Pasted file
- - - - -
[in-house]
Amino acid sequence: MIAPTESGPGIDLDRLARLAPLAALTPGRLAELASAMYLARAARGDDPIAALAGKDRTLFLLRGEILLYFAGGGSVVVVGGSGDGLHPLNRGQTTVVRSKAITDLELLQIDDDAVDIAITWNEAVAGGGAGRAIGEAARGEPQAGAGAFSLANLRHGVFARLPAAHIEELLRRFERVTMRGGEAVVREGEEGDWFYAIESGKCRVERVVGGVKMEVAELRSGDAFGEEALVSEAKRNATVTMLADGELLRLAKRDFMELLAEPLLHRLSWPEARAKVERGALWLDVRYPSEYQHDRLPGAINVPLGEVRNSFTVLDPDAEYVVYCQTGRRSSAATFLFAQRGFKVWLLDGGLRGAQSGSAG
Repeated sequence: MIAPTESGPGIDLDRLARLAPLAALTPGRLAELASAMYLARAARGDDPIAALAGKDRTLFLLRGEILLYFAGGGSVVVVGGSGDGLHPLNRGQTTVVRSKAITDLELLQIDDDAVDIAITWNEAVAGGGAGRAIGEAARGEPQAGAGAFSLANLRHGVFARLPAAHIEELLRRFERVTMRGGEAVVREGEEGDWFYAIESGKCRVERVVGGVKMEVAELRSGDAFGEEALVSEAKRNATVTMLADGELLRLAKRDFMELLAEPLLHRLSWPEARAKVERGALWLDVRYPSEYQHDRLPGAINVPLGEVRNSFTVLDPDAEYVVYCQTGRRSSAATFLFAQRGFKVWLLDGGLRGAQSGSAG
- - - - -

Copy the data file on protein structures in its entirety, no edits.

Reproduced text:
[in-house]
Amino acid sequence: MIAPTESGPGIDLDRLARLAPLAALTPGRLAELASAMYLARAARGDDPIAALAGKDRTLFLLRGEILLYFAGGGSVVVVGGSGDGLHPLNRGQTTVVRSKAITDLELLQIDDDAVDIAITWNEAVAGGGAGRAIGEAARGEPQAGAGAFSLANLRHGVFARLPAAHIEELLRRFERVTMRGGEAVVREGEEGDWFYAIESGKCRVERVVGGVKMEVAELRSGDAFGEEALVSEAKRNATVTMLADGELLRLAKRDFMELLAEPLLHRLSWPEARAKVERGALWLDVRYPSEYQHDRLPGAINVPLGEVRNSFTVLDPDAEYVVYCQTGRRSSAATFLFAQRGFKVWLLDGGLRGAQSGSAG
Repeated sequence: MIAPTESGPGIDLDRLARLAPLAALTPGRLAELASAMYLARAARGDDPIAALAGKDRTLFLLRGEILLYFAGGGSVVVVGGSGDGLHPLNRGQTTVVRSKAITDLELLQIDDDAVDIAITWNEAVAGGGAGRAIGEAARGEPQAGAGAFSLANLRHGVFARLPAAHIEELLRRFERVTMRGGEAVVREGEEGDWFYAIESGKCRVERVVGGVKMEVAELRSGDAFGEEALVSEAKRNATVTMLADGELLRLAKRDFMELLAEPLLHRLSWPEARAKVERGALWLDVRYPSEYQHDRLPGAINVPLGEVRNSFTVLDPDAEYVVYCQTGRRSSAATFLFAQRGFKVWLLDGGLRGAQSGSAG